The road from Lusaka’s airport to town has seen a spate of new buildings pop up or improved, most notably Manda Hill shopping mall, which has been upgraded from a dingy 70s style shopping dungeon to a hypermodern, South African style, two floor mall, with all the obligatory South African chains, as well as a few local favorites. And a two story car park, and now two food courts.
When Niamh and Iived in Lusaka in 2009/10, Lucy and Hussain did/not/did/not/did stay together, first to get married in early 2012. Then, due to a sad family incident on Hussain’s side, back in India, their wedding was postponed to August 2012. Niamh and I were to be best man and bridesmaid, though not in that order. I was originally going to merge a business trip to Dar with my visit to Lusaka, which would make the cost for Niamh to fly in from Kampala more palatable.
Then, when we checked for flights connecting in August, the going rate for an economy round trip ended up being 850 USD. With a round trip from Kampala to Joburg being a mere 550 USD and over 1000km further along (1500km by road!), this was too absurd to be acceptable. I was likely to go alone.
Though, since Niamh and I left Lusaka, several long distance airlines have expanded their network to also fly to Lusaka, regional airlines to Lusaka are still a minority. Ethiopian and Kenya fly, but at fairly extortionist rates. Zambia airways went bankrupt years ago, shortly followed by their phoenix Zambian airways, this year followed by *their* phoenix Zambezi airways. Recently, Precision Air, a regional airline trying to be something of a pricefighter, started flying to Lusaka from Dar, with a stopover in Lubumbashi, DRC. It brings, to my knowledge, the count of regional airlines flying to Lusaka to four, SAA being the fourth.
Still, there are a few lower cost airlines operating in east Africa, though they’re not yet heading to Lusaka, technically not in east Africa, mostly, focusing on the east African market proper. I predict Rwandair will be the competent airline that will bring prices down in the region over the next few years, though a strong competitor will be fly540, recently bought by an EasyJet subsidiary.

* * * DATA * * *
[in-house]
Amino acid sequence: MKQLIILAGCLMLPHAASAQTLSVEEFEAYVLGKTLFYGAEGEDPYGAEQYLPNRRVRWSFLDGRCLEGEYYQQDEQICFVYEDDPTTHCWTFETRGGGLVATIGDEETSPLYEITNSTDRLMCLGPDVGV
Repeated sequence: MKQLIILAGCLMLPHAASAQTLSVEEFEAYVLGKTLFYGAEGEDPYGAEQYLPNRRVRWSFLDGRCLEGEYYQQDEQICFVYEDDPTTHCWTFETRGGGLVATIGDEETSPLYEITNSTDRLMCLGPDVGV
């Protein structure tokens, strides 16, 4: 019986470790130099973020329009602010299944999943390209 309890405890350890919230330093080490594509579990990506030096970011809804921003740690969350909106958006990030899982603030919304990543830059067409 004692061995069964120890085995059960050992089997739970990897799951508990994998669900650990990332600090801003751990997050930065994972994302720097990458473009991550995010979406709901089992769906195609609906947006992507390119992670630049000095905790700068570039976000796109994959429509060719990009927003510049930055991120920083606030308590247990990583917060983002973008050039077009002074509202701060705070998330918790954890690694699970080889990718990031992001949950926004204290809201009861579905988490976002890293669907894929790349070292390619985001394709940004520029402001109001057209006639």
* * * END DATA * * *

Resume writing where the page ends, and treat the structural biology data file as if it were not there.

I expect to travel back to Kampala overland, a staccato journey, almost due north, of over 2500 kilometers.
Niamh and I once took the train from Kapiri Mposhi, two hours north of Lusaka, to Dar. built by the Chinese as the result of a communist promise and with the aim to easily export copper from Zambia, through Dar, to China, the ride takes about two days and is not too inconvenient, even though, as a couple, you have to either rent a whole cabin, or accept traveling in same sex compartments.
Gross mismanagement has meant the railway line has tethered on the brink of bankruptcy for years. The Chinese were, two years ago, ready to pump in over 105 million Dollars, on the condition that indigenous management would be replaced by Chinese expats.
Nothing ever came off it. The railway line is making losses, simply because too many bigshots siphon off too much money.
Currently, three shipments of goods trains are stuck along the TAZARA railway line for running out of diesel and personnel hasn’t been paid for two months.
More long distance airlines flying in to Zambia, and Zimbabwe still being a bit of a mess, has seen the tourism sector in Zambia grow. Most notably, the two backpackers on the edge of downtown are now five, with the one I’m staying in, Kalulu, being a near facsimile of the former favorite, Lusaka Backpackers. Complete with rowdy young tourists, local middle class party goers, overly loud drum and bass, an outside bar with somewhat overpriced food and drinks and a reasonable pool.
But, escaping after a night only, I’m heading off to Kitwe, in the Copperbelt, where I need to be taught a dance before I can attend the wedding.
The Copperbelt is the economic heart of the country. Mining is the word, international business is the game. However, as the mining industry is very much facing outwards, the companies foreign, the high ranking managers expat, perhaps that is why Ndola is littered with huge billboards that are all empty, advertising the possibility to advertise, making it appear that there is no real local market.